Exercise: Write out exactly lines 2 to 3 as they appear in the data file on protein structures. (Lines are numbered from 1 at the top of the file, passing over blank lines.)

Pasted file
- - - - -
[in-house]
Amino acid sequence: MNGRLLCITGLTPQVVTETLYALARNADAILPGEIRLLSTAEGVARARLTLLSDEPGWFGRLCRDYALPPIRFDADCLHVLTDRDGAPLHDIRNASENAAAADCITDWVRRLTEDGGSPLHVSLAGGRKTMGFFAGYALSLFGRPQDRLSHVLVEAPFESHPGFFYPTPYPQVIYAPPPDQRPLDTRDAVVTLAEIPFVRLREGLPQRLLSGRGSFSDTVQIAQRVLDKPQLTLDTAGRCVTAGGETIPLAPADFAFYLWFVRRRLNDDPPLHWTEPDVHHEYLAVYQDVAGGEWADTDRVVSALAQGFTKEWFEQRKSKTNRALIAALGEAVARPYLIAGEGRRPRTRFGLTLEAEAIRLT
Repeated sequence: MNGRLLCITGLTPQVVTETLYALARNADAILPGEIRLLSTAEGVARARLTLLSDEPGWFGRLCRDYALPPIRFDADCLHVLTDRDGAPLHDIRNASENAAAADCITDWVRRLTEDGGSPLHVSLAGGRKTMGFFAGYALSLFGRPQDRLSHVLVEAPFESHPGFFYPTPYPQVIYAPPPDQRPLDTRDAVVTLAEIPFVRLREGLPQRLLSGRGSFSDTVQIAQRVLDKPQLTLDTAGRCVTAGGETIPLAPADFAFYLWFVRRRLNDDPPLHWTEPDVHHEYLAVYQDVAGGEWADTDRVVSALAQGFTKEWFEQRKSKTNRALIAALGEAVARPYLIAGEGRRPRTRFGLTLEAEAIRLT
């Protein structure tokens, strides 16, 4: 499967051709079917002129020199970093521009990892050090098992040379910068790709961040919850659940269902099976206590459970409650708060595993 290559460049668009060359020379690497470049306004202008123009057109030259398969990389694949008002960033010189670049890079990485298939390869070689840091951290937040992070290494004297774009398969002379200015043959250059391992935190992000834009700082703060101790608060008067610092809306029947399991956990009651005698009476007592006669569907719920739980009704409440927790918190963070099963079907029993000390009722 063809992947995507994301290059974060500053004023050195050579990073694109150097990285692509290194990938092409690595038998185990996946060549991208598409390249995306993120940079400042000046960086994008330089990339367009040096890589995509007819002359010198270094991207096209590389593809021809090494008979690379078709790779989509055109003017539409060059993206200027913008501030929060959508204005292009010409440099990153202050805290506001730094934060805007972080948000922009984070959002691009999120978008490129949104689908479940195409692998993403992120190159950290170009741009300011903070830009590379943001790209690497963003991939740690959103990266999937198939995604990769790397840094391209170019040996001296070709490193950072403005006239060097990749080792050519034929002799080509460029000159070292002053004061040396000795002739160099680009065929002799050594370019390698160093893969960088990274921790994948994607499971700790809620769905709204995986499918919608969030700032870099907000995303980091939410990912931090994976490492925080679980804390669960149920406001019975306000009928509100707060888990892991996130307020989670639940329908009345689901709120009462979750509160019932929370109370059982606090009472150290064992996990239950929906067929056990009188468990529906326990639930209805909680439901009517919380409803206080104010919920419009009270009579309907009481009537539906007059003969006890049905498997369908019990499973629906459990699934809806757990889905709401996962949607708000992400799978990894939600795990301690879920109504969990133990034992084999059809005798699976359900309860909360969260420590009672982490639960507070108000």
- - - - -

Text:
Amino acid sequence: MNGRLLCITGLTPQVVTETLYALARNADAILPGEIRLLSTAEGVARARLTLLSDEPGWFGRLCRDYALPPIRFDADCLHVLTDRDGAPLHDIRNASENAAAADCITDWVRRLTEDGGSPLHVSLAGGRKTMGFFAGYALSLFGRPQDRLSHVLVEAPFESHPGFFYPTPYPQVIYAPPPDQRPLDTRDAVVTLAEIPFVRLREGLPQRLLSGRGSFSDTVQIAQRVLDKPQLTLDTAGRCVTAGGETIPLAPADFAFYLWFVRRRLNDDPPLHWTEPDVHHEYLAVYQDVAGGEWADTDRVVSALAQGFTKEWFEQRKSKTNRALIAALGEAVARPYLIAGEGRRPRTRFGLTLEAEAIRLT
Repeated sequence: MNGRLLCITGLTPQVVTETLYALARNADAILPGEIRLLSTAEGVARARLTLLSDEPGWFGRLCRDYALPPIRFDADCLHVLTDRDGAPLHDIRNASENAAAADCITDWVRRLTEDGGSPLHVSLAGGRKTMGFFAGYALSLFGRPQDRLSHVLVEAPFESHPGFFYPTPYPQVIYAPPPDQRPLDTRDAVVTLAEIPFVRLREGLPQRLLSGRGSFSDTVQIAQRVLDKPQLTLDTAGRCVTAGGETIPLAPADFAFYLWFVRRRLNDDPPLHWTEPDVHHEYLAVYQDVAGGEWADTDRVVSALAQGFTKEWFEQRKSKTNRALIAALGEAVARPYLIAGEGRRPRTRFGLTLEAEAIRLT